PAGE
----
Some of his subjects were understandably reluctant to let Echeverria's crew into their homes. "It was heavy equipment…and the apartment's already crowded. And then you also need to set up lighting and leave them there overnight because you don't have the time to set up the following day again. It meant that we basically took over the environment of other people. And strangely enough, after a while they don't notice. They live with it and their lives keep on going."

Despite the heavy footprint, Echeverria also knew when to keep quiet. "I did not ask that many questions. I had a sense that these people had things to say and that their lives were interesting. You don't want to spend a long period of time where you know the stories beforehand. You want those stories to be very fresh. You want those stories to be very immediate."

Courtesy of Oscilloscope Laboratories.

The film's resurrection process began in 2007, when filmmaker Pamela Yates shared a rare VHS copy with the team at UnionDocs, a documentary-focused arts organization based in Williamsburg. Fascinated by the film's vivid slice of local history, UnionDocs founder Christopher Allen began showing the video around the neighborhood; the local audience response suggested that Los Sures was indeed an undiscovered treasure.

When UnionDocs approached Echeverria about trying to restore the film, "It was a full surprise," he says. "I was living in Venezuela. They contacted me through Skype, and we had a conversation with about 30 people who were watching the film. And so, after that screening, I answered a few questions and thought, Well, that's it."

What began as a one-off screening snowballed into a multi-year process. "UnionDocs had a wonderful initiative," Echeverria continues. "They get 30 people every year to come and work with them as fellows. And so, as they watched the film, many of them were inspired to actually develop their own projects based on the film. And that's a project that's called Living Los Sures."

UnionDocs' ambitious historical memory project treats Los Sures as a jumping-off point for an immersive people's history of South Williamsburg. A multimedia extension of Echeverria's urban anthropology, Living Los Sures features a shot-by-shot deconstruction of the original documentary that allows Southside residents to splice their stories into the Los Sures patchwork. It also includes 40 short documentaries about the Southside, which have played at festivals like MoMA's Documentary Fortnight, BAM Cinemafest, and DOC NYC. One particularly striking interactive short follows the present-day Marta, an unforgettable character from the original film, as she faces retirement and a decision on whether or not to leave the neighborhood behind.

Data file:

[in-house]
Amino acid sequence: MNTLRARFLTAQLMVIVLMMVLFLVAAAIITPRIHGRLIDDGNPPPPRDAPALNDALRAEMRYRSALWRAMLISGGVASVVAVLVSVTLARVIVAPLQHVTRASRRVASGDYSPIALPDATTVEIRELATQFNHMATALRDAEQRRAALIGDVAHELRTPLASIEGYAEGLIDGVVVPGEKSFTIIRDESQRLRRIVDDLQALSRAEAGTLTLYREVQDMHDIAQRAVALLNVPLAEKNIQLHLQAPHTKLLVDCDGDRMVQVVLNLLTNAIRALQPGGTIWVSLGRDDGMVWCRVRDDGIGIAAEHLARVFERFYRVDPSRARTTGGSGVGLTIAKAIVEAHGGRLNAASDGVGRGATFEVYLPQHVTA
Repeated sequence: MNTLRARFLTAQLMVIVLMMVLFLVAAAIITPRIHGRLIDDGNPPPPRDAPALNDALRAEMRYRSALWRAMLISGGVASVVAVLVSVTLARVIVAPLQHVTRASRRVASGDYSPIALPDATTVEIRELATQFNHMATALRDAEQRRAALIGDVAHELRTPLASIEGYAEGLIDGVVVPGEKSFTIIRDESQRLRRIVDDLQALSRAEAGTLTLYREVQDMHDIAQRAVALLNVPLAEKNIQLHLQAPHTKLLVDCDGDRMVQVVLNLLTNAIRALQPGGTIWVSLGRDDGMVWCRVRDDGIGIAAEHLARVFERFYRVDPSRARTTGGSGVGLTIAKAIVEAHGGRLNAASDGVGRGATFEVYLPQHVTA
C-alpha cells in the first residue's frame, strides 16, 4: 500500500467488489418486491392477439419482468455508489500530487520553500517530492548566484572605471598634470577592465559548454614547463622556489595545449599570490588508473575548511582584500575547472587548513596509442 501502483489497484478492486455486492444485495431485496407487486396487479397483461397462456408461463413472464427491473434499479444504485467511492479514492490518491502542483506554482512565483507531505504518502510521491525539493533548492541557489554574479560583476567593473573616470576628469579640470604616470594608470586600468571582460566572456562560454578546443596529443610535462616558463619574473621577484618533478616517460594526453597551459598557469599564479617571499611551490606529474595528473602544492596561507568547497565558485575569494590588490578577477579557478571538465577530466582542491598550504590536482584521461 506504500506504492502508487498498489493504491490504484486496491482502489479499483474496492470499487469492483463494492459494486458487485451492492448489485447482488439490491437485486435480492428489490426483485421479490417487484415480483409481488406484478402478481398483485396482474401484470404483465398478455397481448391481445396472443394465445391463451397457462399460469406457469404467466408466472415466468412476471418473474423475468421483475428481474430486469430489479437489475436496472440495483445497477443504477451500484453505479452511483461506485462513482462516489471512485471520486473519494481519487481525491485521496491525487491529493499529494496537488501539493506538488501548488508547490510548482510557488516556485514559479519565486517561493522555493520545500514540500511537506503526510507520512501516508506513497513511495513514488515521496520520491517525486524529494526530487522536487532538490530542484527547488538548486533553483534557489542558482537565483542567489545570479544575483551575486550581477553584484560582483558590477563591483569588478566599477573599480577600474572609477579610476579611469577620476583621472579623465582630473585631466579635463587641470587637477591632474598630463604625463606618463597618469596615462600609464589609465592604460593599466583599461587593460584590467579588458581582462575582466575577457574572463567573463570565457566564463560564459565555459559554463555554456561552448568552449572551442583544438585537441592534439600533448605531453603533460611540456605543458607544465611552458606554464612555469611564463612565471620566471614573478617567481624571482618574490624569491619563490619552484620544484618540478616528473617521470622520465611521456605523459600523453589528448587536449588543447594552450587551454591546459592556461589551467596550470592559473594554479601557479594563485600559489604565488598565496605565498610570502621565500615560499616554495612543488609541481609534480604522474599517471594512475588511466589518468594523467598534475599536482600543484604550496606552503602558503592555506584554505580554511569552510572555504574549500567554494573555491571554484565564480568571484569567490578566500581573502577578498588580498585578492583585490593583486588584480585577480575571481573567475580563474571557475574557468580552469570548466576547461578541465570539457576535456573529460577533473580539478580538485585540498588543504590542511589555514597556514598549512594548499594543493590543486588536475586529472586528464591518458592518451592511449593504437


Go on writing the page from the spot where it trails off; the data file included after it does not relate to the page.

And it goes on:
Courtesy of Oscilloscope Laboratories.

Though the pre-gentrification Williamsburg of Los Sures is now all but unrecognizable, immigrant communities still face various forms of structural inequality and resource scarcity in other parts of the borough. "Los Sures is a reflection on the history of the neighborhood, but it's also an acknowledgment of the issues of poverty and marginalization," Echeverria explains. "And that's the most interesting part for me—to see that those problems we were addressing then are still resonating with this younger audience."

Echeverria is not currently pursuing a new film project, instead taking time to appreciate that the saga of Los Sures—no longer just an undiscovered hour-long film, but a full-fledged collaborative documentary platform—is still in motion.

"This has all been such a wonderful surprise that I don't dare to think ahead, you know? I'm enjoying the moment."

 

Akiva Gottlieb is IDA's Communications Manager, and has written for The New York Times, Los Angeles Times and The Nation.